An Angus woman campaigning for a law to have all cats neutered will sharpen her claws outside the Scottish Parliament wearing a six-foot cat costume.
Dr Ellie Stirling will be standing outside Holyrood on September 5 with a wildcat display and banners and posters after telling MSP’s “it’s a no brainer”.
MSPs will be given an invitation to see a wildcat and learn more about cat suffering as part of Dr Stirling’s petition, which is currently going through parliament.
Dr Stirling bid to have all owned cats neutered, microchipped and registered is being considered by the Scottish Parliament’s public petitions committee
The petitions committee decided to seek submissions from a wide range of expert bodies in conservation, feline biology and ecology, habitat creation and land management.
Dr Stirling also gave a presentation to a meeting of the cross-party group on animal welfare on the domestic cat welfare problems caused by the over-population of cats.
She said: “I’d like to say there is a date for d-day. However it’s not in my power to say or know.
“I do believe the process is better to be done fully and in depth, so that MSPs and others have the opportunity to process and drill down and question the arguments because the more that happens the more convincing the case is and the better it will be bedded in, in action, when it happens.
“The way I see it my job was to bring the evidence and the experiences of frontline cat workers to their attention.
“If you look at that, it’s a no brainer. Of course that doesn’t mean it’s going to be done.
“But it’s a long game and I’m here for the duration.”
A licensed exemption scheme would be set up to enable responsible breeding of owned cats by appropriate persons.
This, she said, would help to stop the suffering of domestic cats and save the Scottish wildcat.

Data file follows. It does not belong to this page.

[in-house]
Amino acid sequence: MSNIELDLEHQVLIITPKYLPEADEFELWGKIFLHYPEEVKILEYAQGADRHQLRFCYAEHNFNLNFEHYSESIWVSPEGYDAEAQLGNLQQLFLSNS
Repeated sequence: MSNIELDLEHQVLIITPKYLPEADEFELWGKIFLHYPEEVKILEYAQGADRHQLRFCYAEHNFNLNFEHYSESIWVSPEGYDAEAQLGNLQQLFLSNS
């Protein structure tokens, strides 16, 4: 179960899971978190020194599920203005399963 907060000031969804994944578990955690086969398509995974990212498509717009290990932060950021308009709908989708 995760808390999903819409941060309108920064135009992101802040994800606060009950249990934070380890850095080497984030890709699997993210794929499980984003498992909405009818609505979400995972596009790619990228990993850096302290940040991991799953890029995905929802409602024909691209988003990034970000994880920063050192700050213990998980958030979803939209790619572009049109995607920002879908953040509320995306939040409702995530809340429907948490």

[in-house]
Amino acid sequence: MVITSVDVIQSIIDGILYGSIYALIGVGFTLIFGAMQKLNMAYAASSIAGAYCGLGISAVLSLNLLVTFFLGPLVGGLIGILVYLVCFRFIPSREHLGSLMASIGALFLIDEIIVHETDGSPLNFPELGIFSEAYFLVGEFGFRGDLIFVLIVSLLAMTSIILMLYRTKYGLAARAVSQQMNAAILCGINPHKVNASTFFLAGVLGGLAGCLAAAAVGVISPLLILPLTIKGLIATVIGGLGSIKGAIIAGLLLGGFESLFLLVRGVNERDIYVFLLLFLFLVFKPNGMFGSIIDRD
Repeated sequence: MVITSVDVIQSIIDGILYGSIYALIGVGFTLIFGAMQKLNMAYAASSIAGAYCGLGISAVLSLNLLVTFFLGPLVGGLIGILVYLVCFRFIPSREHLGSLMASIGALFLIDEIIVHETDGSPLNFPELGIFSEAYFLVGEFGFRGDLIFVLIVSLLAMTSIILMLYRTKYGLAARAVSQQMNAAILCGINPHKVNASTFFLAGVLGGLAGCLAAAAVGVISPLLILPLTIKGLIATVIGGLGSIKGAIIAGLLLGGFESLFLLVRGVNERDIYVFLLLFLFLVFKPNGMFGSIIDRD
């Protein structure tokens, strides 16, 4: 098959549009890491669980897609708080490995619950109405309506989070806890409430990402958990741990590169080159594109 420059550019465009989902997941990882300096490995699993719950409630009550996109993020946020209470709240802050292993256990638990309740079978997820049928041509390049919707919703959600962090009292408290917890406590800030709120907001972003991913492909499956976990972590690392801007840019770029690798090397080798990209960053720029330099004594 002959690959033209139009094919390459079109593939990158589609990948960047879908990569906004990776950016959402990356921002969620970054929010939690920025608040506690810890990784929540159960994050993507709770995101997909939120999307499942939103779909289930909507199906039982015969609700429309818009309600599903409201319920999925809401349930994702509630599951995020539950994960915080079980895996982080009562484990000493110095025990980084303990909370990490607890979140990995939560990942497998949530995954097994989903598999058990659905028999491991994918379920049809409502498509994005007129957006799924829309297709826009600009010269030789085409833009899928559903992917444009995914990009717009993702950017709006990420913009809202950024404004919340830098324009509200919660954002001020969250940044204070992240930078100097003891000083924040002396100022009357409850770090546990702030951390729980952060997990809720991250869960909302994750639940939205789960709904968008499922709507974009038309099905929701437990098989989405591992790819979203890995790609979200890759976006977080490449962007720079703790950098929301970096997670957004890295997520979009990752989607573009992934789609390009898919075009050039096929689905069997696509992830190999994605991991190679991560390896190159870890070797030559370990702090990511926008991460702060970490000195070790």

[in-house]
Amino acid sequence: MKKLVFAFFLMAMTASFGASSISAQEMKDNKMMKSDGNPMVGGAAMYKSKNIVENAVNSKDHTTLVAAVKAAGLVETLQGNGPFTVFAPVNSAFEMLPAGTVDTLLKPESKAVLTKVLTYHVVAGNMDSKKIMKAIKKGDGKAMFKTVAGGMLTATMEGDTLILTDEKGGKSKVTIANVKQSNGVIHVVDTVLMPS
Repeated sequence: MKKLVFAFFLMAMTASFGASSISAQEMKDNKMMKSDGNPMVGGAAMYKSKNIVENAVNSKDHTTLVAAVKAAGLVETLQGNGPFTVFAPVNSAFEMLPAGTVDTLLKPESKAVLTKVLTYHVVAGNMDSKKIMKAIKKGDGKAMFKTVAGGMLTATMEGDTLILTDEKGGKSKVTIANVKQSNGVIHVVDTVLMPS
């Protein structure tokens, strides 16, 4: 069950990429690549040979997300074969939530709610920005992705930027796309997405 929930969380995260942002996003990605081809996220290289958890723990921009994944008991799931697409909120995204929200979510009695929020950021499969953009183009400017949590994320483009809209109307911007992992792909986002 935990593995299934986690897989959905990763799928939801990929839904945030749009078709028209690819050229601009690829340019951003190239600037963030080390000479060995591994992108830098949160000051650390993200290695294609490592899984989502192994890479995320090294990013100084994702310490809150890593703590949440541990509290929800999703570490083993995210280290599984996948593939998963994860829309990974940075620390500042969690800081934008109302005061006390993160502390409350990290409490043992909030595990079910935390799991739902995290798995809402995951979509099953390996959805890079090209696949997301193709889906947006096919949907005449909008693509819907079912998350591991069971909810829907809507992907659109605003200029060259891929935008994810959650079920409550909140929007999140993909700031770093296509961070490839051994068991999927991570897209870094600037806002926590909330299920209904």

Numbers of the protected species are dwindling and interbreeding is regarded as the biggest threat to the wildcat population.
“Reports say that 87% of cat owners have their cats neutered,” she said.
“This is a great achievement, so how do we explain the fact that the domestic cat population is still exploding, and animal shelters are in crisis?
“The answer is that the 13% of owners in Scotland who keep un-neutered cats are producing enough new cats to more than double the owned cat population every four years, at a time when the available homes has been on the decline since the turn of the century.
“This over-production displaces existing cats from homes and overspills into the already considerable population of homeless and unwanted cats.
“Seven in 10 kittens born now can expect to be homeless at some point during their lifespan.
“The pet charities and veterinary professionals have done an excellent job with education, voluntary appeals and financial assistance to get us this far.
“However, the level has been stuck at 87% for many years now, and this is not the fault of the charities.
“Policy change is needed so that we can have a healthy cat population, and where the needs of every cat are met.
“A staged introduction of new measures including to neuter all cats would enable change to bed in and people to adjust.”